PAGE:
One of the big drivers that have made renewable energy projects so much more palatable to investors is simply that they no longer require tax breaks and other government subsidies to be profitable. You could say that green energy is finally “in the green,” according to the Motley Fool.
And even though renewables are still in their infancy, it should be noted that with the recent innovations in photovoltaic cells, bigger and safer turbines and the work being done on storage battery technologies in the U.S. and other countries around the world, the future is very bright.
According to the Abu Dhabi-based International Renewable Energy Agency (Irena).one out of every five units of energy delivered to consumers now comes from renewable energy sources such as solar and wind, or you could say that 20 percent of our energy is derived from renewables.
And globally, big companies, technology businesses, and Institutions are already banking on renewables. Adman Amin, the director general of IRENA points out that a big boost has come from the private sector. Amin cites the commitments of Apple, Google, and Facebook to procuring renewable energy for their operations globally.
Apple, considered by Forbes to be the world’s most valuable brand has nearly all of its operating facilities around the world powered by renewables, would you believe fully 96 percent of them? As for Google, it will realize its goal of being completely powered by renewable energy by the end of this year.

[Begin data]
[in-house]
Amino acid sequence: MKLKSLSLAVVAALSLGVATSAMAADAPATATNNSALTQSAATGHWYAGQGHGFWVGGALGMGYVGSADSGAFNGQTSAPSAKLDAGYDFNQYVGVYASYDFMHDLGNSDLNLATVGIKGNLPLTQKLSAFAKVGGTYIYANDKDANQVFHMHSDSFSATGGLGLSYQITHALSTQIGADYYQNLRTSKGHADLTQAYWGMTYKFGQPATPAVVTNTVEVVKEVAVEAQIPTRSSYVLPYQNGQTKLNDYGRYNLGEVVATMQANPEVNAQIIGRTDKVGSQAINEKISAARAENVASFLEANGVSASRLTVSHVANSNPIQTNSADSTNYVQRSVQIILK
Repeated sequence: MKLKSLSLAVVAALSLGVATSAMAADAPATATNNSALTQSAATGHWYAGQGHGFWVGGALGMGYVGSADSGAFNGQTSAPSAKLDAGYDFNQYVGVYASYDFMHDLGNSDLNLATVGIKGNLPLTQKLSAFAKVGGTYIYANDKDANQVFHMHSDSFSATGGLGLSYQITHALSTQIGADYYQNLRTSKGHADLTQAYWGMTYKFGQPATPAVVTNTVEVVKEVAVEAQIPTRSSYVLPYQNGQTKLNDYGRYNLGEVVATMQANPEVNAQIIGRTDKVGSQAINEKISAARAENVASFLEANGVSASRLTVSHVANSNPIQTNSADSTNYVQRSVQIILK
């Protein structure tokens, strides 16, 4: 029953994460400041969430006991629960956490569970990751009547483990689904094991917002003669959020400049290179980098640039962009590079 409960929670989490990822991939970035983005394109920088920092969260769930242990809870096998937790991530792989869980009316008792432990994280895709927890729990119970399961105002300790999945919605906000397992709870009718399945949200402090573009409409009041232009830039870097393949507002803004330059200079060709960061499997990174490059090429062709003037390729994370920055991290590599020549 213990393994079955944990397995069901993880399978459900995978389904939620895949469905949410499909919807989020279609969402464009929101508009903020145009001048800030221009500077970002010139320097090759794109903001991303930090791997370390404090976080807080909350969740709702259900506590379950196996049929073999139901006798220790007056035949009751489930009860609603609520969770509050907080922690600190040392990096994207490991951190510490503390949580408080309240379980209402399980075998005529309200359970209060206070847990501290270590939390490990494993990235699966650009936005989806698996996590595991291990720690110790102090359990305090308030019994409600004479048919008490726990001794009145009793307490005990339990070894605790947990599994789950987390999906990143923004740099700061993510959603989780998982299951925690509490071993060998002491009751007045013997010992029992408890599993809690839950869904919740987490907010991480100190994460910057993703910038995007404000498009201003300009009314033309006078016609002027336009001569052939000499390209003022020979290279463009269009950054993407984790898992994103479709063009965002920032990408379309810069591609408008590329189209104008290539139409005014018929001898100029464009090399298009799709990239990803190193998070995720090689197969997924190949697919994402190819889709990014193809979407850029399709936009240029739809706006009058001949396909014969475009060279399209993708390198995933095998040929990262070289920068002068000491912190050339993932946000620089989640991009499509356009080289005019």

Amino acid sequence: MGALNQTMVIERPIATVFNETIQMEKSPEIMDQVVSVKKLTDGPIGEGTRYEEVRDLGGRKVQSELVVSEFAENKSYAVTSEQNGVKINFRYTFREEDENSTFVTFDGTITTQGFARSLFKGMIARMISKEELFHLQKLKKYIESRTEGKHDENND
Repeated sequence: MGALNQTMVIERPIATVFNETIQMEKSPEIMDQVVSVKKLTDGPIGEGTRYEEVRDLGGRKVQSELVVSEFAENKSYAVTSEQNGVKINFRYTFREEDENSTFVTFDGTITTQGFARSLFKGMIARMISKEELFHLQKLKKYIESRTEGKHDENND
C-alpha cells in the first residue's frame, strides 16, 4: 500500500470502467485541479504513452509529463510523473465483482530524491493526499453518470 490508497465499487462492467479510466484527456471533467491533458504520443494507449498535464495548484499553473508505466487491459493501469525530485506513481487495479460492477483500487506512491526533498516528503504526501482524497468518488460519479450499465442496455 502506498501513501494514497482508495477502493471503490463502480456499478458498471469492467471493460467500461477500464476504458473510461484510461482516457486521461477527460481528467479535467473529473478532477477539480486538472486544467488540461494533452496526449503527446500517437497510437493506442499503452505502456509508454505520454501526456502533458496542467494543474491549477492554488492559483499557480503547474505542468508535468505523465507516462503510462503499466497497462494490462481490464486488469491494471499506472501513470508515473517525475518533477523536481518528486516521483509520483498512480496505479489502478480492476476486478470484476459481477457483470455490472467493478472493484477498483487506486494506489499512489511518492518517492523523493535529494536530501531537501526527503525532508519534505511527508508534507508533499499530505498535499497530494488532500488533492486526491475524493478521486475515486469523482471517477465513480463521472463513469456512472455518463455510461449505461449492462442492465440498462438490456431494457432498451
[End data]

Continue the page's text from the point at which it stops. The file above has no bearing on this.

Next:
“To date, our purchasing commitments will result in global investments of more than $3.5 billion, with about two-thirds being in the United States,” said Urs Holzle, senior vice-president of technical infrastructure at Google, according to The National.
And both Facebook and Amazon are looking to cover all their energy needs using renewables. Amazon succeeded in going to 40 percent clean energy last year and figures to add 50 percent more this year.
Institutions, including infrastructure funds, insurance companies, pension funds, money managers, and corporations are eager to invest in renewable energy, according to David Giordano, managing director and head of North American, Latin American and Asia Pacific investments at BlackRock, reports Reuters.
Nick Knapp, managing director at CohnReznick Capital says the increased interest in investing in renewables is driven by U.S. corporate energy demands, saying it has “changed the dynamics of the industry.” He added that corporate interest “forces utilities to increase their exposure. We’ve passed that inflection point.”